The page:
The Panama Canal is a 77 km (48 mi) ship canal in Panama that joins the Atlantic Ocean and the Pacific Ocean and is a key conduit for international maritime trade. Built from 1904 to 1914, annual traffic has risen from about 1,000 ships in the canal’s early days to 14,702 vessels in 2008, measuring a total 309.6 million Panama Canal/Universal Measurement System (PC/UMS) tons. In total over 815,000 vessels have passed through the canal. It has been named one of the seven modern wonders of the world by the American Society of Civil Engineers. One of the largest and most difficult engineering projects ever undertaken, the canal had an enormous impact on shipping between the two oceans, replacing the long and treacherous route via either the Strait of Magellan or Cape Horn at the southernmost tip of South America. A ship sailing from New York to San Francisco via the canal travels 9,500 km (5,900 mi), well under half the 22,500 km (14,000 mi) route around Cape Horn. The concept of a canal near Panama dates to the early 16th century. The first attempt to construct a canal began in 1880 under French leadership, but was abandoned after 21,900 workers died, largely from disease (particularly malaria and yellow fever) and landslides. The U.S. launched a second effort, incurring a further 5,600 deaths but succeeding in opening the canal in 1914. The U.S. controlled the canal and the Canal Zone surrounding it until the 1977 Torrijos–Carter Treaties provided for the transition of control to Panama. From 1979 to 1999 the canal was under joint U.S.–Panamanian administration, and from December 31, 1999 command of the waterway was assumed by the Panama Canal Authority, an agency of the Panamanian government. While the Pacific Ocean is west of the isthmus and the Atlantic to the east, the 8 to 10 hour journey through the canal from the Pacific to the Atlantic is one from southeast to northwest. This is a result of the isthmus’s “curving back on itself” in the region of the canal. The Bridge of the Americas at the Pacific end is about a third of a degree of longitude east of the end near Colon on the Atlantic. The maximum size of vessel that can use the canal is known as Panamax. A Panamax cargo ship typically has a DWT of 65,000-80,000 tonnes, but its actual cargo is restricted to about 52,500 tonnes because of draft restrictions in the canal. The longest ship ever to transit was the San Juan Prospector, now Marcona Prospector, an ore-bulk-oil carrier that is 973 ft (296.57 m) long, with a beam of 106 ft (32.31 m).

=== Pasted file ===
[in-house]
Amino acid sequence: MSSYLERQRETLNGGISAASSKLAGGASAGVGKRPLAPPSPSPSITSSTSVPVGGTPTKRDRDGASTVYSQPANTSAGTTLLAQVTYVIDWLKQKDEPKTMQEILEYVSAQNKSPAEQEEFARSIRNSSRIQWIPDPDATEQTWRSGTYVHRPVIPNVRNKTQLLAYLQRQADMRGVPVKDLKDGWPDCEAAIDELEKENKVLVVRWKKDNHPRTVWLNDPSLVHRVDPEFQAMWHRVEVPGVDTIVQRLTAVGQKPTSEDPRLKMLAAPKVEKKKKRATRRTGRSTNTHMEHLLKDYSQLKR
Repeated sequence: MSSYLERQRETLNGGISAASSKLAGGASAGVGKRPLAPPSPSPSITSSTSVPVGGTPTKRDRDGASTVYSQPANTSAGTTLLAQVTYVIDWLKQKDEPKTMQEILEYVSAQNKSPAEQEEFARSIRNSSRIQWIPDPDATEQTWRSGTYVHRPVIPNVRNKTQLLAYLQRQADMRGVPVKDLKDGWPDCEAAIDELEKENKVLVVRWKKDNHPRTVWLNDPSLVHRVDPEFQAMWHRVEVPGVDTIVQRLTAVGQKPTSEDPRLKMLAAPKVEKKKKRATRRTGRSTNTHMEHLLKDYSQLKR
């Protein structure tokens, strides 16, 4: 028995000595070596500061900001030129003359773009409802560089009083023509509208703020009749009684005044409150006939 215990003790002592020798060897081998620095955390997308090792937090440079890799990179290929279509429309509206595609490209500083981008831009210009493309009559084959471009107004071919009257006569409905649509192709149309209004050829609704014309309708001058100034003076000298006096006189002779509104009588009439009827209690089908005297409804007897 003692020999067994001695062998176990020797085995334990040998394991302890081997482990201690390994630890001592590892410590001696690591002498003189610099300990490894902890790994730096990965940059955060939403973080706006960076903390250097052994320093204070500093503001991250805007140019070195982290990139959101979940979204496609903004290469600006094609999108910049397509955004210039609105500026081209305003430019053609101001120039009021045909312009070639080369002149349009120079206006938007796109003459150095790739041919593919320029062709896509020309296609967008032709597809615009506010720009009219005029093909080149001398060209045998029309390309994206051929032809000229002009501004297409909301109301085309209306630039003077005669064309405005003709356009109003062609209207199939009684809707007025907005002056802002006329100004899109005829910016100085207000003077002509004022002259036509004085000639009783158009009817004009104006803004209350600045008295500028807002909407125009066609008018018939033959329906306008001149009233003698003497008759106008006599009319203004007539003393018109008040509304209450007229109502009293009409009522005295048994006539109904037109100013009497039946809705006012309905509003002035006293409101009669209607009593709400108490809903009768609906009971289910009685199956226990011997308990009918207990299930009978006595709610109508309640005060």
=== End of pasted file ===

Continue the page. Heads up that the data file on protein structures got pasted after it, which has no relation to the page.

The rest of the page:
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  3. Darien National Park

    Darién National Park is a world heritage site in Panama. It is about 325 km from Panama City and is the most extensive of all national parks of Panama. It was categorized in 1981 as a worldwide patrimony and in 1983 as a biosphere reserve. Its most common species include macaw, parrot and tapirs. The harpy eagle also calls this national park home. It is noted for its incredible genetic value. The sheer beauty of the landscape and forest generally captivate visitors. Visitors will usually fly into El Real, the closest town to the park.
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  4. Talamanca Range-La Amistad Reserves / La Amistad International Park
    The Cordillera de Talamanca is a mountain range that lies on the border between Costa Rica and Panama. Much of the range and the area around it are included in the La Amistad International Park, which is  also shared between the two countries. This range contains in the south of Costa Rica stretches from southwest of San José to beyond the border with Panama and contains the highest peaks of Costa Rica and Panama, among them the Cerro Chirripó with 3,820 m and the more accessible high peak of Cerro de la Muerte. Much of the Caribbean areas of the range are still unexplored. The La Amistad International Park is a Transboundary Protected Area in Latin America, management of which is shared between Costa Rica and Panama.
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  5. Coiba National Park and its Special Zone of Marine Protection

    Coiba is the largest island in Central America, with an area of 503 square km, off the Pacific coast of the Panamanian province of Veraguas.
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  6. Archaeological Site of Panamá Viejo and Historic District of Panamá

    Panamá Viejo is the remaining part of the old Panama City and former capital of the country. It is located in the suburbs of the modern city.
  7. Fortifications on the Caribbean Side of Panama: Portobelo-San Lorenzo

    Portobelo is a port city in the Colón Province, located on the northern part of the Isthmus of Panama that has a deep natural harbor. Today, Portobelo has a population of fewer than 3,000.